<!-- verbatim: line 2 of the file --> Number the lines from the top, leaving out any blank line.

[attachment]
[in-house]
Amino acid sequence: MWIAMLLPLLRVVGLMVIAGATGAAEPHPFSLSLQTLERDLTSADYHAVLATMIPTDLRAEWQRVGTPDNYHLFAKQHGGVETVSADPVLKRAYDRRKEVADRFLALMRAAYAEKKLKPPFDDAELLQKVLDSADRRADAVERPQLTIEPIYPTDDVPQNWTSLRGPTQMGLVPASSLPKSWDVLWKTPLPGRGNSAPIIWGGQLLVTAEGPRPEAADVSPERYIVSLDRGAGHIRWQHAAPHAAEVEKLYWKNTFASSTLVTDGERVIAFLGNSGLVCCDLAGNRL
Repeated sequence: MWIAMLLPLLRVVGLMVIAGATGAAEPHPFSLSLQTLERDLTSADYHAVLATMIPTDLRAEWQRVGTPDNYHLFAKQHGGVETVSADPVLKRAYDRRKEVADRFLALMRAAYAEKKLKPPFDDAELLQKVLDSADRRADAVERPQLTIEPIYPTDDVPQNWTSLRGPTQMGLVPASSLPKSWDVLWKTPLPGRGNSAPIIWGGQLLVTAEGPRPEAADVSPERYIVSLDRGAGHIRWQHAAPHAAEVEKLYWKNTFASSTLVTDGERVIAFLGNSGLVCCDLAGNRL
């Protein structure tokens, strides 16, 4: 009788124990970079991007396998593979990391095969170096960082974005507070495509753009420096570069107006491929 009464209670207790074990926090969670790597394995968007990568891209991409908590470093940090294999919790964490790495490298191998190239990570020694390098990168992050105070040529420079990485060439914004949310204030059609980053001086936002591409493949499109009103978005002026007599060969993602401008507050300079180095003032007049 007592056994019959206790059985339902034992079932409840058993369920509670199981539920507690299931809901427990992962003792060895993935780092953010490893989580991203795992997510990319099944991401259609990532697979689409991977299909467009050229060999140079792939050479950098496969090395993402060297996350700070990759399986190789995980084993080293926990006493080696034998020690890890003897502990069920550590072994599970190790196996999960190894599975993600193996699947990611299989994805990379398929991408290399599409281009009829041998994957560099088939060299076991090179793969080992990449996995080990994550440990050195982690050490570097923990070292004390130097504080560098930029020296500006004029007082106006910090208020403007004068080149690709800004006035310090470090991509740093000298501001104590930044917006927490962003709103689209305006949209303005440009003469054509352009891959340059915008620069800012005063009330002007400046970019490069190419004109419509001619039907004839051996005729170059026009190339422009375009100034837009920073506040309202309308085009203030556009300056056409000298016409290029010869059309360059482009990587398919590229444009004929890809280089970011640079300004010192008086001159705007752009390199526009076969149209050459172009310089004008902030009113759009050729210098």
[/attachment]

Amino acid sequence: MWIAMLLPLLRVVGLMVIAGATGAAEPHPFSLSLQTLERDLTSADYHAVLATMIPTDLRAEWQRVGTPDNYHLFAKQHGGVETVSADPVLKRAYDRRKEVADRFLALMRAAYAEKKLKPPFDDAELLQKVLDSADRRADAVERPQLTIEPIYPTDDVPQNWTSLRGPTQMGLVPASSLPKSWDVLWKTPLPGRGNSAPIIWGGQLLVTAEGPRPEAADVSPERYIVSLDRGAGHIRWQHAAPHAAEVEKLYWKNTFASSTLVTDGERVIAFLGNSGLVCCDLAGNRL